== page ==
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Claire Primrose and Kerry Johns display two distinct approaches to the Australian landscape

Art Review. Peter Haynes

Kerry Johns. Forest Subjective.

Claire Primrose. Memory Mapping.

Form Studio and Gallery

1/30 Aurora Avenue, Queanbeyan

Weekdays 10am to 3pm

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Weekends 10am to 4pm

Until May 31.

These two exhibitions explore the Australian landscape. Kerry Johns looks at the gum forest at Rosedale on the far south coast of New South Wales, while Claire Primrose's sources lie in the mountains of Tasmania and in the Snowy Mountains. The markedly different topographies elicit highly individual responses but the exhibitions are united by the deeply felt attachment both artists have to the places that comprise their subject and to the importance of the painterly processes that each uses to express their attachments.

Johns is interested in the patterns of nature and in the ways those patterns are simultaneously seen and sensed by the viewer. Her palette is essentially soft with pastels ranging through greys, grey-greens, pale blue, olive and oranges predominating. The pastels are bathed in light and captured the dappled effects of light as it is filtered through the gum trees and other flora of the coastal landscape.                        

Johns works directly from the motif and uses a mixture of abstract and real forms in her depiction of places visited and loved. This mixture is a reflection of her actual experience of places, in the associated memories that happen after those places are left behind, and in the visual language that she uses to encapsulate her total experience.  For her, the actuality of places is tempered by ongoing reverberations that recur long after any initial encounter.

To depict her "experience" of nature Johns adopts a form of patterned topography. Abstract(-ed) elements interplay with real depictions of the various components of the coastal forest. The best works – Bright Order of Things, Three White Trees, Interplay and Forest Within for example – place the viewer in the same position as the artist. The panoramic vistas of the landscape are tantalisingly placed behind screens of trees that populate the front of the picture plane. This device intimates a broad sweep of landscape dotted with headlands, vegetation, inlets or whatever – the topographical components that in their combination have seduced the artist's visual sensibilities.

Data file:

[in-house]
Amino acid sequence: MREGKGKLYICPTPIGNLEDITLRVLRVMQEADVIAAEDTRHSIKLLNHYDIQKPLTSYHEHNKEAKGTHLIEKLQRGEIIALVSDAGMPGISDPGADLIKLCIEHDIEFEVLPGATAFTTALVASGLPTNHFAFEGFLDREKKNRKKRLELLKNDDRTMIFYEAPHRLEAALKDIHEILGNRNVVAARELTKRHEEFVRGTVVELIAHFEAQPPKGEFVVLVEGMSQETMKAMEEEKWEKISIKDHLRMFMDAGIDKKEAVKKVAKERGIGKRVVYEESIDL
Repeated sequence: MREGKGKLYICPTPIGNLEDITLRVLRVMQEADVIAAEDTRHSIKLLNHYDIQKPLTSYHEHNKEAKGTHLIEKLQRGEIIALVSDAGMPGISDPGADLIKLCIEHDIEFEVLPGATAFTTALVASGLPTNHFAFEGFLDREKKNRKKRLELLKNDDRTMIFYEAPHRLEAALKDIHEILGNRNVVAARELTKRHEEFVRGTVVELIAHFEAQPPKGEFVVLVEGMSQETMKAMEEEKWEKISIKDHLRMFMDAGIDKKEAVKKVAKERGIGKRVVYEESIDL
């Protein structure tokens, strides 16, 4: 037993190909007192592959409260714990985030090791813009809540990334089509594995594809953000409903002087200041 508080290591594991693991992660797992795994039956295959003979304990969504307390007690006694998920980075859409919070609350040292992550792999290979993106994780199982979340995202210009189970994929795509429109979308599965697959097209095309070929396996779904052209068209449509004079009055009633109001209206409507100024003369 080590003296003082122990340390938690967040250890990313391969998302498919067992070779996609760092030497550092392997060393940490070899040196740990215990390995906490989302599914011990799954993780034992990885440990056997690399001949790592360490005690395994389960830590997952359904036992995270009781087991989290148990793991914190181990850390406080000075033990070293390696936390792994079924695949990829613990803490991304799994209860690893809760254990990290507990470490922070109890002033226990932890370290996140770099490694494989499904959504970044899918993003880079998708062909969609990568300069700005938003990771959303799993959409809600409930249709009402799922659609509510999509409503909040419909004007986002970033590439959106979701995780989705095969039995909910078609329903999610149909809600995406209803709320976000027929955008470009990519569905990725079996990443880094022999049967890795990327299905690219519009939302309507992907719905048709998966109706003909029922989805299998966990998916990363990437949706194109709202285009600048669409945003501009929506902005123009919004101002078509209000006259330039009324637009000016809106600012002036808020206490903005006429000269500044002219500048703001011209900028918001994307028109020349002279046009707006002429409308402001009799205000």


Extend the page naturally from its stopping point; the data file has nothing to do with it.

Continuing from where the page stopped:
Johns' language is pleasingly idiosyncratic ad celebratory, a stylised hybrid of abstraction and realism that results in some beautifully realised paintings. The patterned surfaces (mostly) work well but there is a need to be careful of overworking individual paintings so that the landscape is not lost to pattern.

The title of Primrose's exhibition – Memory Mapping – is a clear exhortation of her approach to her subject,  that is the Australian landscape. This exhibition is a small (five works) but compellingly powerful example of the ongoing richness of our land as a source for creative expression. The mountainous topographies that she has chosen place her work in the tradition of the 18th-century English Romantic Sublime, that approach to the depiction of the landscape that saw its zenith in the glorious productions of Turner (and others) and that informed much of 19th-century Australian landscape painting. Here, von Guerard particularly comes to mind. However, Primrose is very much of today and has developed and beautifully demonstrates a highly individualised approach to the themes and processes of painting.

The three large paintings – Wish You Were Here, Memory Mapping 2, The Perfect Day – speak of an infinite space, present a viewpoint that looks down and across sweeping mountain vistas, yet still encompass the personal experience of the artist as she encountered the sites depicted. Primrose is not concerned with picturing the realities and topographical identity of place. While she does not ignore these qualities she prefers to pictorialise her "experience" of place and her memories of that "experience". This means in the present exhibition specific place (and consequently the geographic forms of that place) is inferred or intimated by the effective use of simple gestural lines of paint or areas of diaphanous colour. Particular visual description is eschewed in favour of subtle pictorial action. This imbues a beguiling atmospheric movement across and through the pictorial configuration of each of the works that speaks not only of the continuing cycles of nature but of the processes integral to Primrose's ways of making.